Conversation with Maroc Díaz
Black Chronicles are a series of interviews conducted to different anarchists currently living in Venezuela, narrating all the struggles that they face living in one of the few socialist regimes of the 21st century. These interviews deal with the everyday lives of men and women and highlight the precarious situations to which they have been subjected.
In this edition we interview Maroc Díaz, literary colleague and teacher, who will be discussing libertarian education in Venezuela.
So you’re a professor and an anarchist?
I think that people like me use education as a link to expand libertarian ideas in order to raise awareness for students, taking into account that education is universal and doesn’t belong to any State. With regards to being an anarchist teacher, I don’t consider myself an anarchist per se. I consider myself more of a free thinker that sympathises with libertarian ideas because they are the only viable path capable of bringing about emancipation and total autonomy for human beings.
Are you encouraging disobedience through your lessons?
Absolutely, there will never be freedom without disobedience! Disobedience especially against all the regulations imposed by any system through education. Some of us educators try to teach through libertarian ideas.
How is the education system in Venezuela?
It is the same as any other type of government that manipulates for its own conveniences, it should be called indoctrination rather than education. Education as a whole is a synonym of emancipation. Now if you asked me about the salary or guidelines taken from the government program, everything taken by the government in any part of the world would be the same. Aspects like decadence, especially in Venezuela, political salaries and the shamelessness of educative reforms, such as imposing obligatory books for studies, are considered more important than any attempt to reform educational welfare.
Is it viable to reactivate libertarian education proposals?
Activate and reactivate until the end of time!
How can we develop a pedagogy that isn’t dogmatic?
By teaching people to think for theirselves without imposing libertarian ideas as alternatives. All teaching must be done through historical facts in order for people to come to their own conclusions. Many times people know the problem, but that doesn’t necessarily mean that they are going to solve it due to fear, apathy or pleasure.
Are you into Rock music? How is the Rock scene in Venezuela?
I like Rock, Metal, Punk, Blues, Jazz, Classical, Electronic, Caribbean, Afrocaribbean, Ska, Merengue jajaja I don’t have any band in particular that I identify myself with. I’m not familiar with the Rock scene in Venezuela, I think that younger people are trying to keep it active.
Do you buy regulated products or engage in bachaqueo ?
I buy regulated products and also deal with bachaqueo. When you have daughters, these are your only options, even though I’m always looking for alternatives.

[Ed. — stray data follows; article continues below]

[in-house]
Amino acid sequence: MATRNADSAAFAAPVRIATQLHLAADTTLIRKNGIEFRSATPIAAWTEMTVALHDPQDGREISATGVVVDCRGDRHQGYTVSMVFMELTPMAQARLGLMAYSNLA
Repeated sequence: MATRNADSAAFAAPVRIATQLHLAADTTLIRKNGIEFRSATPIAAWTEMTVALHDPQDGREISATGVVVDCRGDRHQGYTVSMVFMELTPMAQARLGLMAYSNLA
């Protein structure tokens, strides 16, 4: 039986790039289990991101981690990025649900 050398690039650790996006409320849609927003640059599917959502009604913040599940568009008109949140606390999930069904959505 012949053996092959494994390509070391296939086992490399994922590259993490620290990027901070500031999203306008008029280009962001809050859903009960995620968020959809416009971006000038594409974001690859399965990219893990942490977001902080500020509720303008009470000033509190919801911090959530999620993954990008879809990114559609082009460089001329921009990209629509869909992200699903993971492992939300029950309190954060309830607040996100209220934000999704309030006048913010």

Have you ever been robbed?
Fortunately I have never been robbed.
How do you encourage young people to study when being a delinquent is more profitable?
This is one of the hardest challenges for educators in Venezuela. The first thing I do is organize them into cultural, sporting and musical activities to demonstrate that creativity is always healthier and more rewarding.
How do you view the ticket price increase of public transport?
In this country there is no control over prices. The cost of eating increases and drivers also need to eat, so they raise the prices.
How is the issue of basic services in your home?
We have power cuts up to 2 times each day and water shortages every 15 days approximately.
Do you have light and electricity?
Yes, even though the service fails regularly.
How do you view the political and economic prospects in Venezuela?
Venezuela has always been politically and economically unstable since its “Democratic” beginnings in 1958. It continues to be more of the same thing: corruption, demagogy, media manipulation, numbness of the minds and all the other things that politicians always do, which is to screw us with their “government” game and create a moral crisis in society. This doesn’t mean that we have to put someone else in charge and look for possible solutions to the problem: they are the problem.
Where exactly are we heading towards?
If there are no more social outbreaks during the remaining time of 2016 then it is because we are clearly in a dictatorship. It is a political contradiction that in a “democratic” country facing such political, economic and moral hardship like Venezuela nothing is happening.
How do you view the anarchist movement in Venezuela?
From what I have expanded in my field, most of my colleagues are making a huge effort to maintain workshops, assemblies, self-sufficiency ideas and more libertarian activities. My colleagues in the state of Zulia, “La Hormiga” in the state of Miranda and your newspaper El Libertario in the capital of Caracas are shining examples of many organized colleagues and individuals that are expanding the anarchist movement in Venezuela.
What do you want to say to all your anarchist readers?
We are living under the best historical context for the expansion of anarchist ideas. We are living in a time where self-sufficiency workshops and libertarian assemblies could be strong alternatives against the social desperation of this militarist, corrupt government derived from Nicolas Maduro. It is urgent for all individuals and organizations to unite theirselves around ideas. Anarchist practises are necessary to change this decadent social world into a better place.
Translated by Pietro Casati (firstname.lastname@example.org)